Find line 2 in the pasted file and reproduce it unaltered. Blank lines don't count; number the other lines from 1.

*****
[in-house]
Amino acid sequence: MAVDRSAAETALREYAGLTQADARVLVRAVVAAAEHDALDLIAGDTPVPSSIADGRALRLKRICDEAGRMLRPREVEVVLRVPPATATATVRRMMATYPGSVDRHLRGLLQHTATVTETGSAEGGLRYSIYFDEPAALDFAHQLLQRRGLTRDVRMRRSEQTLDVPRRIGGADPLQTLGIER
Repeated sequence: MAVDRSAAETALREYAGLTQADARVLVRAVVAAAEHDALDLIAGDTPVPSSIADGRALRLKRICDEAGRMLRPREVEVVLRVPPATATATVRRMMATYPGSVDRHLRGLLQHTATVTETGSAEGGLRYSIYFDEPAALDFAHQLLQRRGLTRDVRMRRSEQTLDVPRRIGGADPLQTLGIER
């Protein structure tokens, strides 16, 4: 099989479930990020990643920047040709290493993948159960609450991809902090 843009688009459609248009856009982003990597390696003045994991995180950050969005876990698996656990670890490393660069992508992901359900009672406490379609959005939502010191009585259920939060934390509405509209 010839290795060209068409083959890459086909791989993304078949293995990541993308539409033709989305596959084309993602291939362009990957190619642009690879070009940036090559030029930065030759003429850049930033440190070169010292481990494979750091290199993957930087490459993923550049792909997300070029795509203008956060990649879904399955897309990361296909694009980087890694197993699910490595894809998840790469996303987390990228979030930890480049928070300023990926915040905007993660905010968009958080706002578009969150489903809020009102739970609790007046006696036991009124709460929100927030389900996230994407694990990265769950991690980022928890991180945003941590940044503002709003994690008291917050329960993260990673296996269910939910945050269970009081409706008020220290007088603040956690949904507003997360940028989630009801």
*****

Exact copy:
Amino acid sequence: MAVDRSAAETALREYAGLTQADARVLVRAVVAAAEHDALDLIAGDTPVPSSIADGRALRLKRICDEAGRMLRPREVEVVLRVPPATATATVRRMMATYPGSVDRHLRGLLQHTATVTETGSAEGGLRYSIYFDEPAALDFAHQLLQRRGLTRDVRMRRSEQTLDVPRRIGGADPLQTLGIER